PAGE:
Four-year qualifying contract: Another type of veteran salary benefit, it can be offered to a player with at least four credited seasons whose contract with a team has expired after being on said team for four or more consecutive, uninterrupted league years prior to his contract expiring. Such a player must have been on the team's 90-man active/inactive list for said seasons (and every regular-season and postseason game). Teams can sign a maximum of two eligible players to this type of salary benefit.
A qualifying contract under this benefit is a one-year deal with a base salary of up to $1.25 million more (set to increase in 2022) than the minimum base salary for said player. However, if a team does sign two players to a qualifying contract, it can only give a combined $1.25 million in additional base salary between the two deals. Under such agreements, only the applicable minimum base salary (not the $1.25 million benefit) is charged against the salary cap.
Waivers: When a player contract is terminated, he is either free to negotiate and with a team at any time or subject to waivers. When released, a contract for a player with fewer than four credited seasons is subject to waivers at all times. The waiver system allows teams to place a claim on a player contract before that player becomes a free agent. The team with the highest priority will be awarded the player. A contract for a player with four or more credited seasons is not subject to waivers when released from the day after the Super Bowl through the trade deadline. After this date and outside of this period, the contract must be placed on waivers and can be claimed by another team.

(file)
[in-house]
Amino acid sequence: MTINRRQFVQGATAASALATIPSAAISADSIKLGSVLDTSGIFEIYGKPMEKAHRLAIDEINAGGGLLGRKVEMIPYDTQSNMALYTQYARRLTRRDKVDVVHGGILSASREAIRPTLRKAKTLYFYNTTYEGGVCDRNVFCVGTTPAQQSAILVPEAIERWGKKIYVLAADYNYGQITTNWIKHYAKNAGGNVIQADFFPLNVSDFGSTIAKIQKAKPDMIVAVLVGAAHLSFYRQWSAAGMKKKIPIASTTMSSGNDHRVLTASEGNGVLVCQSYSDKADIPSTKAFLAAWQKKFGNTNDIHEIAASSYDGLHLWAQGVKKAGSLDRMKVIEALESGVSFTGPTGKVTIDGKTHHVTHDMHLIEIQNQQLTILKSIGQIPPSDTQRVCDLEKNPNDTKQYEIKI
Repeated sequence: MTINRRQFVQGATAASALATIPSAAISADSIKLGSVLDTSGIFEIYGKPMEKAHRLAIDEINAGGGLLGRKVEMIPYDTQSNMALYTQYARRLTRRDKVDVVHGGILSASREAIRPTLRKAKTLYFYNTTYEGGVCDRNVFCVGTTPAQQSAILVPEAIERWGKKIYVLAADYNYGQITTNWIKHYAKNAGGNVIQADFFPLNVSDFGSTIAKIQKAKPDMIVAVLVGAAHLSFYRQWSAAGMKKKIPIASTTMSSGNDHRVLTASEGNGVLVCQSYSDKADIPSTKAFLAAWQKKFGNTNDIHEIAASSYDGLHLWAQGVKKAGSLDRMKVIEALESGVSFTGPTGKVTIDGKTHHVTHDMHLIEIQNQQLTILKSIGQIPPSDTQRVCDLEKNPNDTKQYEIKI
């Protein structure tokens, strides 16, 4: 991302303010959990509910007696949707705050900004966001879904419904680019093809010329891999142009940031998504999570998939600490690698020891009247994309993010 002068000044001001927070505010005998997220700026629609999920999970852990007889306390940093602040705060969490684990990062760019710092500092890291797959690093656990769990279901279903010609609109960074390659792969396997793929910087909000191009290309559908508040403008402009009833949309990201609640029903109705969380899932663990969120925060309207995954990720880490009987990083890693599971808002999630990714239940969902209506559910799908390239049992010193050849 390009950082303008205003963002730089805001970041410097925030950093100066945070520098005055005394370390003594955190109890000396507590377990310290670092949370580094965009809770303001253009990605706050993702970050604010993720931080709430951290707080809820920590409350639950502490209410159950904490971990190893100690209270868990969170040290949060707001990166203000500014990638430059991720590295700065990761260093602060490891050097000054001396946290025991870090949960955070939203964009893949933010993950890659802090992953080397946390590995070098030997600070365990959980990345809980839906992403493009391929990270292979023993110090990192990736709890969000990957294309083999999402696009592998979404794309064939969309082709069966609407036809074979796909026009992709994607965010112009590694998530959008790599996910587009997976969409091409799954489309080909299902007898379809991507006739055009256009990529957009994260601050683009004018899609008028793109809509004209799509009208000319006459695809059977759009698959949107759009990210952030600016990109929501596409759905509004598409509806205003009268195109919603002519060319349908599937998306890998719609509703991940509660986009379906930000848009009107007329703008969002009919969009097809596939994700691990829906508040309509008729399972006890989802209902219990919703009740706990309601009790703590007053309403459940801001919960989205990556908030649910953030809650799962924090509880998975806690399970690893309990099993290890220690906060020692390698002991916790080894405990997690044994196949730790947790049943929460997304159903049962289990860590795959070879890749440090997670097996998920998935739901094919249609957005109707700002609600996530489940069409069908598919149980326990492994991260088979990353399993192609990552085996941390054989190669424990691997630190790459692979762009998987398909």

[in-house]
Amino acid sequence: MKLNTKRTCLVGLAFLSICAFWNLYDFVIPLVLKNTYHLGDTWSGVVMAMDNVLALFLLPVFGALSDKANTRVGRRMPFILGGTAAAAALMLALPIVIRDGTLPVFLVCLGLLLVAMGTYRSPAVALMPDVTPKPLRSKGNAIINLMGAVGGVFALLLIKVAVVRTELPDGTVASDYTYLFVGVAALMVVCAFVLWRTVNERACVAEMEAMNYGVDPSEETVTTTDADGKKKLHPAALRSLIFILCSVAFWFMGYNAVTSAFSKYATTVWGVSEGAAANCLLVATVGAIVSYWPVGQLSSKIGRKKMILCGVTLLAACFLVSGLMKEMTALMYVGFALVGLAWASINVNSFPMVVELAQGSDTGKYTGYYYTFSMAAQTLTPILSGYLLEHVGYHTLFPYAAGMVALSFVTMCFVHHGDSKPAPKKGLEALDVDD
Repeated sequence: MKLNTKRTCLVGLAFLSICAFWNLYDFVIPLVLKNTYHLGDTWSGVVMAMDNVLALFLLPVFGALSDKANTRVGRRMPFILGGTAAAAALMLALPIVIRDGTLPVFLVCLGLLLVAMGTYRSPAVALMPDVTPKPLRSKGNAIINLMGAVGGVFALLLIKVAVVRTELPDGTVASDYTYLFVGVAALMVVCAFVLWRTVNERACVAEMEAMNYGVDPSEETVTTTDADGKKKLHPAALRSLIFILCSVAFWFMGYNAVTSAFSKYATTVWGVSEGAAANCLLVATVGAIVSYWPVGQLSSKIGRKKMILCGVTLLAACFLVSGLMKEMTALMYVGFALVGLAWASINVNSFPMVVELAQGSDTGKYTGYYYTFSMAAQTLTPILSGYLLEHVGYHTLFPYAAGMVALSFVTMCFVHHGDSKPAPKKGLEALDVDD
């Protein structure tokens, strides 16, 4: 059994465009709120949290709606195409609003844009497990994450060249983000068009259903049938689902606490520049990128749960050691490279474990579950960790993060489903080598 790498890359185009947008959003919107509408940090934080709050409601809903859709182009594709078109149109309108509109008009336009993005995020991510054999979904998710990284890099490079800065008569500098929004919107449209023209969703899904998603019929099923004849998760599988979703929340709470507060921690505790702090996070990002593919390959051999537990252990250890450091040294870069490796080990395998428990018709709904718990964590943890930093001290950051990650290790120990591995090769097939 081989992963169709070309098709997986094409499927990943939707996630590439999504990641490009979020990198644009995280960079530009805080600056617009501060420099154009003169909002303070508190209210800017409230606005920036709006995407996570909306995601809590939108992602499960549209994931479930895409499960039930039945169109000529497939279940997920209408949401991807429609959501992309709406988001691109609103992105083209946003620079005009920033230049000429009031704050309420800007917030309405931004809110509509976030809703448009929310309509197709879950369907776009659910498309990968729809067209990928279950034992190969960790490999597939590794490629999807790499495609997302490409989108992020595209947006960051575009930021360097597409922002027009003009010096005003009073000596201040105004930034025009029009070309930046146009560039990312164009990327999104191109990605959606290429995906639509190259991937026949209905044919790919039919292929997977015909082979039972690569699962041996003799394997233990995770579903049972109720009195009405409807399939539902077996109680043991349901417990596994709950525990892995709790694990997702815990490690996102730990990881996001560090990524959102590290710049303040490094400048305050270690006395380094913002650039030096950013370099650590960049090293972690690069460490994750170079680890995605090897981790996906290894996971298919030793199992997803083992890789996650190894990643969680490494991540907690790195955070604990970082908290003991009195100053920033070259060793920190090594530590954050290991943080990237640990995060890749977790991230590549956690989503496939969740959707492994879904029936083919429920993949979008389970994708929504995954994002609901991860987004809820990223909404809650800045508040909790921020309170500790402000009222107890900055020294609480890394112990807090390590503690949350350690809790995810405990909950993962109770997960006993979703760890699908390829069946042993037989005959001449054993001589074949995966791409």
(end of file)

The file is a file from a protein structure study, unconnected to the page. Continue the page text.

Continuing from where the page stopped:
Guaranteed money, dead money and cap savings at signing
Let's take a full look at one veteran contract to explore some of these things in action ...
- Guaranteed money: $107.0 million.
- Fully guaranteed money: $70.0 million.
- Signing bonus: $65 million -- $13.0 million in cap space for five seasons (four years of extension plus one remaining season from prior contract).
2019: $26.3M cap hit - $78.3M in dead money = -$52.0M in cap savings
2020: $31.0M cap hit - $70.0M in dead money = -$39.0M in cap savings
2021: $32.0M cap hit - $39.0M in dead money = -$7.0M in cap savings
2022: $37.0M cap hit - $26.0M in dead money = +$11.0M in cap savings
2023: $39.0M cap hit - $13.0M in dead money = +$26.0M in cap savings
> Cap savings: pre-June 1 release
Russell Wilson guarantees by year at signing:
- Signing bonus: $65 million
- 2019: $5 million base salary
- Full guarantee total: $70 million
Remaining partial guarantees (injury only)
- 2020: $18.0 million base salary (became fully guaranteed on Feb. 7, 2020)
- 2021: $19.0 million base salary (becomes fully guaranteed on fifth day of 2021 waiver period)
- Total partial guarantees: $37.0 million
TOTAL GUARANTEES: $107.0 million
Length: Contracts for drafted rookies are set at four years. Undrafted rookies receive three-year contracts.
Fifth-year option: The fifth-year option got a makeover under the new CBA. Each player selected in the first round of the NFL draft has a team option for a fifth season automatically included in his contract, which extends the four-year rookie contract to a fifth season for a non-negotiable fixed amount. Teams must exercise this option in the time after the conclusion of the player's third regular season but prior to May 3 of the following league year.